If done right, cover crops can provide just about everything the cash crops and the soil need. Routinely growing cover crop stands that reach four feet tall, Brian Wood, co-owner and co-manager of Sauvie Island Growers, is able to get to enough nitrogen for most of their crops just through cover cropping. Covering 30 acres including 9 acres for vegetable production, Sauvie Island Growers sits in the middle of Sauvie Island and produces salad mixes, potatoes, squash, and other greens to local restaurants and grocery chains.
For Brian, cover cropping comes down to economics. The farm is typically able to produce enough plant available nitrogen to support 75-100% of the crop needs per year – depending on the crop. This means literally spending pennies to the dollar on what synthetic and organic fertilizers cost. For many crops, his only off-farm additions are micronutrients like boron and manganese as well as adjustments for pH.
Brian also includes fallow fields in his rotations –fields that are not producing cash crops – and keeps them in a year-round cover crop. Those fields are typically the most productive of all their farm fields in the year they are returned to producing cash crops. These fields also provide cover and feed for wildlife, and by letting his cover crops flower, Brian also helps the pollinators that will eventually pollinate his crops as well.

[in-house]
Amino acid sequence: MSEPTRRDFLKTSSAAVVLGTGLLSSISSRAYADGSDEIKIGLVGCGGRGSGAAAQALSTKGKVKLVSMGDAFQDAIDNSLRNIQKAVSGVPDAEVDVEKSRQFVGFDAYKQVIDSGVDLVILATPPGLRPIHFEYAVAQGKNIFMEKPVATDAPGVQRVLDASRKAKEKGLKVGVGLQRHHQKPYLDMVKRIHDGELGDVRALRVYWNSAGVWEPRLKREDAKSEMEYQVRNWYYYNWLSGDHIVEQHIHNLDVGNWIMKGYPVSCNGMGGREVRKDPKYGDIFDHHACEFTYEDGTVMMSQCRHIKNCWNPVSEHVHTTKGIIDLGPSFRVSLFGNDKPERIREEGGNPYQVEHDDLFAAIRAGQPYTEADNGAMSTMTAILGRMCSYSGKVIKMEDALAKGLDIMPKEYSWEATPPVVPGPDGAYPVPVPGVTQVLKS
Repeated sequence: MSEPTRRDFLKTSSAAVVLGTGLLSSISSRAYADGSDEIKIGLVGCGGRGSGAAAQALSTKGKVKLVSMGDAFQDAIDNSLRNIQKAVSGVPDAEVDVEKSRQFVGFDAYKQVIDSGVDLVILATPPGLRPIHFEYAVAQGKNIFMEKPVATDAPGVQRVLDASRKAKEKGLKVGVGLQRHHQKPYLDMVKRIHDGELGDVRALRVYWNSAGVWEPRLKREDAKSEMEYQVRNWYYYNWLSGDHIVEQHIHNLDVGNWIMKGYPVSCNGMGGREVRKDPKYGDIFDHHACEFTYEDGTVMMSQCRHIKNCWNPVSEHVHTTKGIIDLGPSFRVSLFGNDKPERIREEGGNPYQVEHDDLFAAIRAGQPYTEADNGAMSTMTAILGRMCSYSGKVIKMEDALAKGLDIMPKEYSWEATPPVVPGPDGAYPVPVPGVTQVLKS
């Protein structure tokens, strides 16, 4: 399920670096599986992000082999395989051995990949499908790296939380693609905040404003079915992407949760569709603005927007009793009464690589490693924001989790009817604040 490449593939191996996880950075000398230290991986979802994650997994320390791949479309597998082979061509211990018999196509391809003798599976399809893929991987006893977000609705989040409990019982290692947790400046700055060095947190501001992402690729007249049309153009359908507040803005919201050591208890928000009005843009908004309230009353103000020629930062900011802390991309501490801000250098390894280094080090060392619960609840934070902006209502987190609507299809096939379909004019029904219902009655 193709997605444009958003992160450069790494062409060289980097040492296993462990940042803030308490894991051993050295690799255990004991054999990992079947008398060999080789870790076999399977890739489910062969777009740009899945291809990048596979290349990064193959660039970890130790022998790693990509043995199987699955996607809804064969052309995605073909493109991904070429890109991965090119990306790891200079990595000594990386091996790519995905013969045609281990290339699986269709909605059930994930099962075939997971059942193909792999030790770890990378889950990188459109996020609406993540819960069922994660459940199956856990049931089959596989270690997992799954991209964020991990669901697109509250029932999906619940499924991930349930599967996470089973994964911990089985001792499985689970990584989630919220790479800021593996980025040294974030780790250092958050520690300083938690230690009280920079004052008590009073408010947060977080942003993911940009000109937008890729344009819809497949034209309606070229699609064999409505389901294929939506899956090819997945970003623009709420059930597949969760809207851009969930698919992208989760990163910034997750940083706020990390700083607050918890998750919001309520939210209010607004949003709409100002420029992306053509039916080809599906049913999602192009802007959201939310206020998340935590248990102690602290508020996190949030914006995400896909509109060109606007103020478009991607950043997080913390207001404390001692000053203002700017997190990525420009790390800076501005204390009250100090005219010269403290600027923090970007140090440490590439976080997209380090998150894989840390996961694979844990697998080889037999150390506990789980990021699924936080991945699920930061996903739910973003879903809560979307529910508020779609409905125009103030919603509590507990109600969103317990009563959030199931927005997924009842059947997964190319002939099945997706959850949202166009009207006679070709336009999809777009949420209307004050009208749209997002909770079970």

Just like any good relationship, giving back to the soil leads to a stronger union. Farms and gardens with healthy and “happy” soils tend to be more productive and require fewer inputs, or amendments. Cover cropping is an easy way to give a gift to something which provides so much.
For questions on cover cropping, soil health, and reciprocity with your soil – please contact Scott Gall, Rural Conservationist (firstname.lastname@example.org).